Macro outlook is relatively positive on stable economic growth and slowing inflation. The recent equities market correction has been driven by an increase in longer-term bond yields and seasonal weakness. However, we are entering a seasonally stronger quarter for equities as asset managers have historically bought up equities to position for the New Year. Regionally, we are positive on US equities, neutral on Japan equities and negative on Asia Pacific and European equities. We are positive on investment grade bonds on attractive relative valuations and as a hedge to slower economic growth.
Market Outlook and Strategy
1. Global growth has remained stable but below trend and our view is that central banks can tame inflation without sending the world into recession. The macro backdrop thus looks relatively positive.
2. We are seeing better than expected economic data in the US and our base case is a soft landing. The US consumer has remained resilient with real consumer spending rising 3.2% this year through August. The labour market has also remained resilient with gains in employment and real wages which have supported consumer spending. Household consumption could remain healthy into 2024 on the “excess savings” during the Covid stimulus. The Institute for Supply Management (ISM) Manufacturing survey in September also suggests that manufacturing could have bottomed which bodes well for manufacturing activities.
3. The Purchasing Managers’ Index (PMI) data in the Euro zone suggests contraction in both manufacturing and services activities with increasing risks of a recession. Private consumption has and would likely remain subdued across the region. Manufacturing in Germany, the manufacturing powerhouse of Europe, is weak from lackluster demand from China, labour shortages, higher interest costs and energy cost.
4. Economic activities are showing signs of stabilisation in China despite news of potential default of a major developer and missed payments on high-yield investment trust products. Manufacturing and non-manufacturing PMIs have improved to being expansionary in September. This is after numerous pro-growth measures to spur domestic spending and ease curbs on housing purchases. Consumption during the Golden Week holiday is also decent from pent-up demand for services.
5. Global inflation is gradually decelerating from the lagged impact of tighter central bank policies and developed market central banks are close to the end of the tightening cycle though communications will contain a hawkish bias. The Federal Reserve (Fed) has kept rates on hold in September and we expect rates to remain at such levels till further evidence of a weakening US economy. The European Central Bank has also raised rates by 25 basis points in September and markets are now expecting a pause due to significant slowing in the Eurozone economy.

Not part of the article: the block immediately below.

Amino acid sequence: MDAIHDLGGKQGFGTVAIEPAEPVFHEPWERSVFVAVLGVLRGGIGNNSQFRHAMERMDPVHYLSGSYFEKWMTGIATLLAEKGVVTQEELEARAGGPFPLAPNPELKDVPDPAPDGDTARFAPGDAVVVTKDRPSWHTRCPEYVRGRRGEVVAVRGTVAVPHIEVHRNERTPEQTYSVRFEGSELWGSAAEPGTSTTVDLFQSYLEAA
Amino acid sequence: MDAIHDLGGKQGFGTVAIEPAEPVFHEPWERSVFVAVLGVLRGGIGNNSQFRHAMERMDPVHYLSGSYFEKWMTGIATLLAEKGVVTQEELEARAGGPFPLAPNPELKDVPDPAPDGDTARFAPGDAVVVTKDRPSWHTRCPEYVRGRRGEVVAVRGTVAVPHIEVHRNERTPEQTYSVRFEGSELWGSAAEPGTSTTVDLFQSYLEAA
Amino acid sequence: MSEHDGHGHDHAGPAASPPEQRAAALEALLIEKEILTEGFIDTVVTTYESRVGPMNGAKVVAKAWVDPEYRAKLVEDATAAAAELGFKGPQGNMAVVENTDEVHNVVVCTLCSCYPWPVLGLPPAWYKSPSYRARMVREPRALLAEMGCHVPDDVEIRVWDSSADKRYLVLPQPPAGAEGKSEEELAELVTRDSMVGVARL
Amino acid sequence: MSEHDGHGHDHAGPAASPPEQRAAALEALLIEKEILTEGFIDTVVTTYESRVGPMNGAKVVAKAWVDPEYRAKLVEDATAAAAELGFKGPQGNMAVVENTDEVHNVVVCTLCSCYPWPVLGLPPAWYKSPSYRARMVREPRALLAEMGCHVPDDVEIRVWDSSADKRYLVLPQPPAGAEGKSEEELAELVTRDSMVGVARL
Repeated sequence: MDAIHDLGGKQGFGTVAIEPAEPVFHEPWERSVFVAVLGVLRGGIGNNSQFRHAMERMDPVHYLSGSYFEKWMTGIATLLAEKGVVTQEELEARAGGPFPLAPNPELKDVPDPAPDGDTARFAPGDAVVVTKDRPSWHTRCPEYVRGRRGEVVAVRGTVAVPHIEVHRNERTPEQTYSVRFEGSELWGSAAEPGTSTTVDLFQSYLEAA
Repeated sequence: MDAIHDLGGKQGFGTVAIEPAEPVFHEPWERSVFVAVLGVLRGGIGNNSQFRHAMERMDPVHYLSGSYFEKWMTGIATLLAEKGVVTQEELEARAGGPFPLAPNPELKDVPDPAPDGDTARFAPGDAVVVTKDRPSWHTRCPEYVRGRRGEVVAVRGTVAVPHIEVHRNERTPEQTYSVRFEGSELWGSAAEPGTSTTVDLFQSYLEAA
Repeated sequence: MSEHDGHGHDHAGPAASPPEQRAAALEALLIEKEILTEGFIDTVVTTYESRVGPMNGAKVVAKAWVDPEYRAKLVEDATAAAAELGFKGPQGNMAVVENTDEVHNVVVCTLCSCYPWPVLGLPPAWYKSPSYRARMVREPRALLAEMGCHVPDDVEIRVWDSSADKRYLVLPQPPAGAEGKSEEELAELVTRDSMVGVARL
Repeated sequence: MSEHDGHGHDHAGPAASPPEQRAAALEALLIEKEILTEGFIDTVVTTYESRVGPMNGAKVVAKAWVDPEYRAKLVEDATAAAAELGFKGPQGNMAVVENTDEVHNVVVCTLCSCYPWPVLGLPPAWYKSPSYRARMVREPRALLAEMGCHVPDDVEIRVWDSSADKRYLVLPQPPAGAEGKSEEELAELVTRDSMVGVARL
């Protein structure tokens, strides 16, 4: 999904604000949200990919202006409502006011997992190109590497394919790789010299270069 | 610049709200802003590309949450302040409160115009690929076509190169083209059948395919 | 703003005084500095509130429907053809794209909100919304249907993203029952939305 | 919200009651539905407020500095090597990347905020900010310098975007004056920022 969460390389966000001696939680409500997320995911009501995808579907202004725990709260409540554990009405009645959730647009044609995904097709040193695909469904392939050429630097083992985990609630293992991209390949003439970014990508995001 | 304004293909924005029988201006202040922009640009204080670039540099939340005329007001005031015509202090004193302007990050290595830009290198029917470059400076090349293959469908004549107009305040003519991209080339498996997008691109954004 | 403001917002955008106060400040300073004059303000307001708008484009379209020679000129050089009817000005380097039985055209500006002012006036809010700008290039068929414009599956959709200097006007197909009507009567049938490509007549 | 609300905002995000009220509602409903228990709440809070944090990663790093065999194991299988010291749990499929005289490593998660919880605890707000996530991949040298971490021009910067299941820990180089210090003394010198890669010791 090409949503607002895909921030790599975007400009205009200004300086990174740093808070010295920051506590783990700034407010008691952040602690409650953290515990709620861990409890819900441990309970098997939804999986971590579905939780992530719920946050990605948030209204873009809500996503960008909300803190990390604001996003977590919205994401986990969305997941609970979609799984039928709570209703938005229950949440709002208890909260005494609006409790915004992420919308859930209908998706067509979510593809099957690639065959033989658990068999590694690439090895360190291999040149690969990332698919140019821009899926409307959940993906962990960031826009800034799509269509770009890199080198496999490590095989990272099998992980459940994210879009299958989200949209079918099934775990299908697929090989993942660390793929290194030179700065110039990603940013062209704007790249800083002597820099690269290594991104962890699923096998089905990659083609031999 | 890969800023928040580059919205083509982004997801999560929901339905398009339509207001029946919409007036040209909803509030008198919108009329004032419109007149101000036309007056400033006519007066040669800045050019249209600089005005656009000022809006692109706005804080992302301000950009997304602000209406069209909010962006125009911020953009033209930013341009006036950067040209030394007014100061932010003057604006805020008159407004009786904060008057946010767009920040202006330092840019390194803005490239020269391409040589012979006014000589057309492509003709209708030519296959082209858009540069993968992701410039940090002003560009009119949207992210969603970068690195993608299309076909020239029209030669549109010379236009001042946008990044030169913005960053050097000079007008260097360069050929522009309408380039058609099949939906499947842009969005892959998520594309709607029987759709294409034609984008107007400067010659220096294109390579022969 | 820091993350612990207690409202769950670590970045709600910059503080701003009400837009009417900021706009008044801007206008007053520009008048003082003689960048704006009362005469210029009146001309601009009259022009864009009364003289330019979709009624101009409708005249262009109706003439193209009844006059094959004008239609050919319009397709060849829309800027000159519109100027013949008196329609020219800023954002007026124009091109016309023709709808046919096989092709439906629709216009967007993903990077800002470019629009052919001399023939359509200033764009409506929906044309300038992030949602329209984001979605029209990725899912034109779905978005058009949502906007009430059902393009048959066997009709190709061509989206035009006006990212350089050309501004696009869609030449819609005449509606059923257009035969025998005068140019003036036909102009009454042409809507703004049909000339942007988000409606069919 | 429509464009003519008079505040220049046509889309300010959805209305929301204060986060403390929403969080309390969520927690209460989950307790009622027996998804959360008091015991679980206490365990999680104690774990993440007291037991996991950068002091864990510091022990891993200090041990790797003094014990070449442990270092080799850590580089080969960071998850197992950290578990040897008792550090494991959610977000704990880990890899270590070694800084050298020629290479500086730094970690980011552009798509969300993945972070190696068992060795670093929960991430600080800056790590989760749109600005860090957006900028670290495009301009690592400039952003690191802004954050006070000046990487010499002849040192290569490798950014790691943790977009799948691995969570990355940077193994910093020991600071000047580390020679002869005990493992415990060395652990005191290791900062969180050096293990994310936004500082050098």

6. Risks to our positive outlook would arise if inflation were to increase significantly or if there were a sudden deterioration in geopolitical events.
7. Performance of global equities last quarter was weighed down by the increase in longer-term bond yields and as the third quarter is historically a seasonally weak quarter for equities. A number of technical factors which may have contributed to the recent rise in the US 10-year treasury yield may not be as significant in the following months. We are also entering a seasonally stronger quarter as asset managers have historically bought into the equities market to position for the New Year. Other positive catalysts for equities are the stabilisation of Chinese economic data and inflation decelerating further.
8. The Chinese authorities have announced a slew of measures since the end of last year and economic data is starting to stabilise. However, investor sentiments remain weak and any market rally in China has so far been short-lived. Sentiments could however turn positive going forward if economic data continues to improve from the policy support measures announced so far and especially with investors generally underweighted China equities.
9. Regionally, we are positive on US equities, neutral in Japan equities and underweight in Asia Pacific and European equities.
10. The sell-off in the longer-dated Treasuries is unlikely to be driven by expectations of further rate hikes or expectations of higher economic growth as short-term rates and inflation expectations have held stable throughout the sell-off. The increase in long-term yields is likely due to a temporary imbalance in the supply and demand for long-term Treasury bonds. We are positive on investment grade bonds on attractive relative valuations and as a hedge to slower economic growth. There is also strong demand for investment grade credits and new issuances have so far been well subscribed and traded well in the secondary markets.
All data are sourced from Lion Global Investors and Bloomberg as of 30 September 2023 unless otherwise stated.
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